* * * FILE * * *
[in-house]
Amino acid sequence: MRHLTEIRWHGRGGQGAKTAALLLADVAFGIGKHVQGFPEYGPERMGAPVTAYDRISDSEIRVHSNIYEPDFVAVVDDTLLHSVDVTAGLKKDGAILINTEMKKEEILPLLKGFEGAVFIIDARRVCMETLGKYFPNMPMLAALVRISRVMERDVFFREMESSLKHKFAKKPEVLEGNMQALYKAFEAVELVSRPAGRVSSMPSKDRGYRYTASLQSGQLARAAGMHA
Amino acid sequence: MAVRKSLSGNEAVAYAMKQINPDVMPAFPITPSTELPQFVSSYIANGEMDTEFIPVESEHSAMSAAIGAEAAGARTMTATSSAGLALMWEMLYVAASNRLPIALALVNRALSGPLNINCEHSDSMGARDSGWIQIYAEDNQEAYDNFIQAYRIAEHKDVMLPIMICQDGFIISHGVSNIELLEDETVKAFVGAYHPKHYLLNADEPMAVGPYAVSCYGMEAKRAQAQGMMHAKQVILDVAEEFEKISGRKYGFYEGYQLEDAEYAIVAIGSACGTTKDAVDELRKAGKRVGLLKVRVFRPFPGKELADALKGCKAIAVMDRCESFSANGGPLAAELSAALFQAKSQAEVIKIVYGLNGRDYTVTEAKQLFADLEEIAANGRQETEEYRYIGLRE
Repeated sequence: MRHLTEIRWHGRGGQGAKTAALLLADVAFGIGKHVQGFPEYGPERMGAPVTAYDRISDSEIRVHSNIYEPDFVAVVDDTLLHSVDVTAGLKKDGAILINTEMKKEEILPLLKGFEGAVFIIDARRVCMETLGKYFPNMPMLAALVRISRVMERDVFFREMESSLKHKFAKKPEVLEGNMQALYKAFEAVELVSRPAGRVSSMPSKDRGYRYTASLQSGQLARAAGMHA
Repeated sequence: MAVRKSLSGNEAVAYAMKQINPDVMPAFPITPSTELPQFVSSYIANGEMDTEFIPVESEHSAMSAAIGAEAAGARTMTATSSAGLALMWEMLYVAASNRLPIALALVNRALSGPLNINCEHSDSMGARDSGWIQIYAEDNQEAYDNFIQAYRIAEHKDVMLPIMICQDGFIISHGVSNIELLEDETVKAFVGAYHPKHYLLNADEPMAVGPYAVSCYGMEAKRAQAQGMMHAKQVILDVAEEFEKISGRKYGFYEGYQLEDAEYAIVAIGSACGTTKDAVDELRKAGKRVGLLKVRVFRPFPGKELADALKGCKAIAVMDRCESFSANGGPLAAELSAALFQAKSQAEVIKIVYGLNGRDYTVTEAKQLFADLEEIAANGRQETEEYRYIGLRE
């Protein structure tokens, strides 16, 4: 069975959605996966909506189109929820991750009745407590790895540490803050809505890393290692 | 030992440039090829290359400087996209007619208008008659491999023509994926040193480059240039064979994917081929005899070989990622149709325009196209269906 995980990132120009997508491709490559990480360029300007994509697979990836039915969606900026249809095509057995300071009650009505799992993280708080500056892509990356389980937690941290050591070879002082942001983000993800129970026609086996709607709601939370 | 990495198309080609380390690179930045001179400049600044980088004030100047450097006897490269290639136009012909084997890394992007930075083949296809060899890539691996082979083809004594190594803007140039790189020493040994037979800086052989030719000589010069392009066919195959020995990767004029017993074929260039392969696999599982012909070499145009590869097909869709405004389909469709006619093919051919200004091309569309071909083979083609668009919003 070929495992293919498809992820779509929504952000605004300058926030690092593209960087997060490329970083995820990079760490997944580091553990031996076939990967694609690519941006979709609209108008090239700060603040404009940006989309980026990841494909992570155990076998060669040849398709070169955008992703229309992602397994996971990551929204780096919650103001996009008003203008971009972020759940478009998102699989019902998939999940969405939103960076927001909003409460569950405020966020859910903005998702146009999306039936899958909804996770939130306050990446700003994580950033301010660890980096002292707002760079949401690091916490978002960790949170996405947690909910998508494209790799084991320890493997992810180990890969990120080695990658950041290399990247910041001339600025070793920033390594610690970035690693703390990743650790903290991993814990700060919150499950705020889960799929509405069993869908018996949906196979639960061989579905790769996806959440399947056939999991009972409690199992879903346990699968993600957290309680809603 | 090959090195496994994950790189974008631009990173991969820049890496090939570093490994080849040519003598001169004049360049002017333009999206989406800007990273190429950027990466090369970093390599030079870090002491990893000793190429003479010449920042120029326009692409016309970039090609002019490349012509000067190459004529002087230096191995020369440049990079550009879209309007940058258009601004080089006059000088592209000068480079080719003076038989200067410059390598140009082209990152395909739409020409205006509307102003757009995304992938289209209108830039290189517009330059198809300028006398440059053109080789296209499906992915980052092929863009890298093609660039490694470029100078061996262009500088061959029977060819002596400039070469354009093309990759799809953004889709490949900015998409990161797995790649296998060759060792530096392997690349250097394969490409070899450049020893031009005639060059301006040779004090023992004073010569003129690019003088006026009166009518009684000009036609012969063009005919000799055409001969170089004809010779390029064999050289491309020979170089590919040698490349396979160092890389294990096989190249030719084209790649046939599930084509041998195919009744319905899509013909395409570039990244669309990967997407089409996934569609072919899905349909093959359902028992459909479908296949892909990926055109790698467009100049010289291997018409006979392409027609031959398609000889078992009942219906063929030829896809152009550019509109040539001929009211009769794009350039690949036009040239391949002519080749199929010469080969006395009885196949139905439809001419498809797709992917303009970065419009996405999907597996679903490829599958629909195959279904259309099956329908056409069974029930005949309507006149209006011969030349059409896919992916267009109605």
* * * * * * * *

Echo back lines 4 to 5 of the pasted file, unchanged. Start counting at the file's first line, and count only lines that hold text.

Repeated sequence: MRHLTEIRWHGRGGQGAKTAALLLADVAFGIGKHVQGFPEYGPERMGAPVTAYDRISDSEIRVHSNIYEPDFVAVVDDTLLHSVDVTAGLKKDGAILINTEMKKEEILPLLKGFEGAVFIIDARRVCMETLGKYFPNMPMLAALVRISRVMERDVFFREMESSLKHKFAKKPEVLEGNMQALYKAFEAVELVSRPAGRVSSMPSKDRGYRYTASLQSGQLARAAGMHA
Repeated sequence: MAVRKSLSGNEAVAYAMKQINPDVMPAFPITPSTELPQFVSSYIANGEMDTEFIPVESEHSAMSAAIGAEAAGARTMTATSSAGLALMWEMLYVAASNRLPIALALVNRALSGPLNINCEHSDSMGARDSGWIQIYAEDNQEAYDNFIQAYRIAEHKDVMLPIMICQDGFIISHGVSNIELLEDETVKAFVGAYHPKHYLLNADEPMAVGPYAVSCYGMEAKRAQAQGMMHAKQVILDVAEEFEKISGRKYGFYEGYQLEDAEYAIVAIGSACGTTKDAVDELRKAGKRVGLLKVRVFRPFPGKELADALKGCKAIAVMDRCESFSANGGPLAAELSAALFQAKSQAEVIKIVYGLNGRDYTVTEAKQLFADLEEIAANGRQETEEYRYIGLRE